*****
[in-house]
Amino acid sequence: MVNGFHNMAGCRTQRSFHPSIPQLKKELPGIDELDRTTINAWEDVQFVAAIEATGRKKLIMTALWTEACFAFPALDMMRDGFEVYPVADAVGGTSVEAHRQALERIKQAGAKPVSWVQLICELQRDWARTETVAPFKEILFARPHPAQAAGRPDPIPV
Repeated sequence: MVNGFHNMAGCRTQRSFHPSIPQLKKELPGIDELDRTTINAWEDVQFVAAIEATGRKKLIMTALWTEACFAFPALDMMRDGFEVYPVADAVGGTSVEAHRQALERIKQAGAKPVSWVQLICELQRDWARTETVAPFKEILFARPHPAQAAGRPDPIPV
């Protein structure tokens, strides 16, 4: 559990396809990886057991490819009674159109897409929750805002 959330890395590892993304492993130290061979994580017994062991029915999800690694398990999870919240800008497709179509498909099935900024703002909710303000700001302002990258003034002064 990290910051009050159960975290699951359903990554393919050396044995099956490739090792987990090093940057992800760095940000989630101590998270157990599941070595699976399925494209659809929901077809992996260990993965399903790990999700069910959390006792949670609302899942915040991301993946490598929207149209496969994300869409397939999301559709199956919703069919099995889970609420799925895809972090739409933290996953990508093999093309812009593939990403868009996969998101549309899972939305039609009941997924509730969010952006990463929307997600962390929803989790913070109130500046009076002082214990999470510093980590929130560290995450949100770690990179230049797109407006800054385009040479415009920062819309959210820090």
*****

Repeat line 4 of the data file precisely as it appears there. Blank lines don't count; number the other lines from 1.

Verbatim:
């Protein structure tokens, strides 16, 4: 559990396809990886057991490819009674159109897409929750805002 959330890395590892993304492993130290061979994580017994062991029915999800690694398990999870919240800008497709179509498909099935900024703002909710303000700001302002990258003034002064 990290910051009050159960975290699951359903990554393919050396044995099956490739090792987990090093940057992800760095940000989630101590998270157990599941070595699976399925494209659809929901077809992996260990993965399903790990999700069910959390006792949670609302899942915040991301993946490598929207149209496969994300869409397939999301559709199956919703069919099995889970609420799925895809972090739409933290996953990508093999093309812009593939990403868009996969998101549309899972939305039609009941997924509730969010952006990463929307997600962390929803989790913070109130500046009076002082214990999470510093980590929130560290995450949100770690990179230049797109407006800054385009040479415009920062819309959210820090």